Step 1 going pass/fail has been the center of attention for over a year, and the first class of students to experience this change are the current third-year students (at schools that still follow the traditional curriculum).
Prior to this change, the "Step 1 climate" was an intense one. Students would spend most of their free time over the first 2 years dedicated toward studying for this one exam. Some would even study during classes, skip out on optional educational sessions, and limit extracurricular involvements. This created an intense atmosphere where everything else in life was given less priority because getting the highest score possible on the Step 1 exam was the most important goal.
Students would get stressed out if they felt like they were doing less than their peers. Most importantly, learning for many wasn't for the sake of learning or to become the best physician, but was guided by doing well on this one exam. The change to pass/fail scoring was done for multiple reasons, but a major reason was to address this worsening Step 1 climate.
Without having to worry about studying every minute to get the highest score, students should, in theory, be less anxious about the exam and stressed by others' study habits. This should help focus students back toward becoming culturally and clinically competent, well-rounded physicians.
Pass/fail scoring has had ripple effects. Students are certainly less anxious about the exam during the preclinical years and can learn content for the purpose of learning to become good physicians, as intended. However, the previous weight of this exam has now been transferred over to the clinical year(s) and Step 2. The year that has always been about spending as much time as possible learning from patients and your team has now become the year of studying as much as you can to study for Step 2.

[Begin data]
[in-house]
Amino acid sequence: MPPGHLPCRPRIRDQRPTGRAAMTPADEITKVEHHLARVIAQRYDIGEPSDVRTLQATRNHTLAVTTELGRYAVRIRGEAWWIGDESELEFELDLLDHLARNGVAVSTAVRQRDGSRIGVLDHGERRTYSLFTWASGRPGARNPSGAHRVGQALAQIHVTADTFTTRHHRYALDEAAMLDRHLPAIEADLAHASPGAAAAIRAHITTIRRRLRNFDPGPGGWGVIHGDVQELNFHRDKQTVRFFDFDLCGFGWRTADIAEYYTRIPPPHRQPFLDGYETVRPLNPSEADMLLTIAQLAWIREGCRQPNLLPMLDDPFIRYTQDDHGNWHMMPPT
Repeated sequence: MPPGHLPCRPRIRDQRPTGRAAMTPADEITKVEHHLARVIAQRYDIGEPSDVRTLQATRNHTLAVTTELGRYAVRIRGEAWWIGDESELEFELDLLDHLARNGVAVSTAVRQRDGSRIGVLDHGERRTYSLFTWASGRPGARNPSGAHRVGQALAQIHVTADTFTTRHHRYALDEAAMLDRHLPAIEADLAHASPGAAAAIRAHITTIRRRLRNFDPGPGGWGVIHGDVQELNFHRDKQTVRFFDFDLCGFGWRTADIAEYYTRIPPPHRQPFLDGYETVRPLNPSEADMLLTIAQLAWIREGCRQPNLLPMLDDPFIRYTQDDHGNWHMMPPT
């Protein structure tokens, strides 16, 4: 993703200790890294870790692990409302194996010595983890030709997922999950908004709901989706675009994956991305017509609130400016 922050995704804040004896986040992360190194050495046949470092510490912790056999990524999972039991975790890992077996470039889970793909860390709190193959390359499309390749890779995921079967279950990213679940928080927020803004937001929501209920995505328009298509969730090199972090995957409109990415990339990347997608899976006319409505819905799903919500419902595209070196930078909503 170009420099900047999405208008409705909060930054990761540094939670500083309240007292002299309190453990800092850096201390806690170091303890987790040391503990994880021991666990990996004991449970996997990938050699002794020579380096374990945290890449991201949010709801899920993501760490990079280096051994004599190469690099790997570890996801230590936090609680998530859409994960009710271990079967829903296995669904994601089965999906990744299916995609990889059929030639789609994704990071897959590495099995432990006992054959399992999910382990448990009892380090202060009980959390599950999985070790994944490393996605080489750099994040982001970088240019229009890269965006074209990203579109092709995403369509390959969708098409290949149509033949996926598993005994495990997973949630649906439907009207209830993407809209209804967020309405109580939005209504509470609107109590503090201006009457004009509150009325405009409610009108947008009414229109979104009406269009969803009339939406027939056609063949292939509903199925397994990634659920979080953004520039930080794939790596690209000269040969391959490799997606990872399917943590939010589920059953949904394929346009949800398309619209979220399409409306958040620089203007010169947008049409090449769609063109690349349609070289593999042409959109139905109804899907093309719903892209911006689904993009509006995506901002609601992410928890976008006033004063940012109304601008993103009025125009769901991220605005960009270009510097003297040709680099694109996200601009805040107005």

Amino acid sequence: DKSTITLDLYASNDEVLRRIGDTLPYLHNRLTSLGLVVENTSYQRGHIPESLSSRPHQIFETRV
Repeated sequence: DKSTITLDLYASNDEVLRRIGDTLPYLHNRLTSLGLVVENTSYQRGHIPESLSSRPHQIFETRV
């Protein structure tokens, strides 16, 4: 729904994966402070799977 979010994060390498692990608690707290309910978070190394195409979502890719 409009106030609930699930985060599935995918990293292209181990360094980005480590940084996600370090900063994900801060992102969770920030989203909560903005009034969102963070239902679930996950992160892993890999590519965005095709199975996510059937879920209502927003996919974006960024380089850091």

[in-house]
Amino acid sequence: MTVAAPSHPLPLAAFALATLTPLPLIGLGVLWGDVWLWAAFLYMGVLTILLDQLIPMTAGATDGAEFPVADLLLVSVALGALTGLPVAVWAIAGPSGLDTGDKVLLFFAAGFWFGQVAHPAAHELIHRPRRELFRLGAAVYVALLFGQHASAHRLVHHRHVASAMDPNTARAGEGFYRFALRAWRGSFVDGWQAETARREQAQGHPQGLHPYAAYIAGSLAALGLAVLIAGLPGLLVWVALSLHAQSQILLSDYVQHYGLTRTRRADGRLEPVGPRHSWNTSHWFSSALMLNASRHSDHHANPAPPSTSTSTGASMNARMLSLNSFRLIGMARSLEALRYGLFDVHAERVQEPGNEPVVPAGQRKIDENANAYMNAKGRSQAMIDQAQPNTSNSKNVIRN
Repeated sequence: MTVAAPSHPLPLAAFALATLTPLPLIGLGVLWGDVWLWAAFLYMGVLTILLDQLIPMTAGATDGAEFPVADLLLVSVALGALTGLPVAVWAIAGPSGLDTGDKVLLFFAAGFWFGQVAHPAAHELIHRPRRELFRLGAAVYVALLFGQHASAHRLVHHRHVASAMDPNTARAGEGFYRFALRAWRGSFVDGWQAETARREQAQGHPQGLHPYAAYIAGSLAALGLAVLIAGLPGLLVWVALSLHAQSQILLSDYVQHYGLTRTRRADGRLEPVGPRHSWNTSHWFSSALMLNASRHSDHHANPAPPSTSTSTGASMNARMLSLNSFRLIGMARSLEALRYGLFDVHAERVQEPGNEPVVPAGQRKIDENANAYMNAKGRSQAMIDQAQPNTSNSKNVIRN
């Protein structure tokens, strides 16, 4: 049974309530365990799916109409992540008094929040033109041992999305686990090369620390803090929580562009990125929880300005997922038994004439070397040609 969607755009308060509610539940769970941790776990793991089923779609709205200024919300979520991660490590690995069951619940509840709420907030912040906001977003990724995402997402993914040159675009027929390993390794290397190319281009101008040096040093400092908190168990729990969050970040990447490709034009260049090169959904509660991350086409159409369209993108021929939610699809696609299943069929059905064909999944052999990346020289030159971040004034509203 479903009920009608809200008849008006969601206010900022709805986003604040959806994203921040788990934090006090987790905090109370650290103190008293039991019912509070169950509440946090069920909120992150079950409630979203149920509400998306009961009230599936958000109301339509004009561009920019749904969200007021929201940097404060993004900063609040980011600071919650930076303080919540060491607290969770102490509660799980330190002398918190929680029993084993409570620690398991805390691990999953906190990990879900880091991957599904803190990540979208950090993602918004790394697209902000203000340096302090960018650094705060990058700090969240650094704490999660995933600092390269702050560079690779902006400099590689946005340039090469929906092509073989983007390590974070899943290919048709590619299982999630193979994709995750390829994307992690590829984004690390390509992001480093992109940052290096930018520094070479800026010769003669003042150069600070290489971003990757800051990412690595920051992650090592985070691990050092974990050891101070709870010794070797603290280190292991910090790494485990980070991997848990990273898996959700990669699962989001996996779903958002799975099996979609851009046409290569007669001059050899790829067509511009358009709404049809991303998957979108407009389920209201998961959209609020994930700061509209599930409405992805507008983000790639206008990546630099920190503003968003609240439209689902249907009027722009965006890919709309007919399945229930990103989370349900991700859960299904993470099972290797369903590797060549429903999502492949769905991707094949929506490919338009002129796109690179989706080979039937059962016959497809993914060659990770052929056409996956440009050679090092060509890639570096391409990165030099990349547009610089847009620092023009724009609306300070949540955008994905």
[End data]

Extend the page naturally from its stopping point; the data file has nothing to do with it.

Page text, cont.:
Besides a Step 2 score, the only other scores or grades for most students are clinical clerkship grades that are mostly based on subjective evaluations. This, in and of itself, increases anxiety and can possibly reinforce implicit biases that are commonplace when it comes to subjective evaluations of other people.
The preclinical years are also still far from perfect. Based on historical data from the National Resident Matching Program (NRMP), the number of research involvements and publications has drastically increased over the years. This will only become worse as research is one of the few impactful involvements students can take on during their preclinical years that can be measured quantitatively. What this means is that more hours will also now be going into research involvements, with increased stress related to not doing enough research.
Ultimately, although the change in scoring for the Step 1 exam did disrupt the Step 1 climate, it has created a new climate, with major repercussions that will become evident over the coming years.
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Any views expressed above are the author's own and do not necessarily reflect the views of WebMD or Medscape.
Cite this: Yusuf Mehkri. Issues with the New Step 1 Exam: Pass/Fail Scoring Is Not the Answer - Medscape - Aug 23, 2022.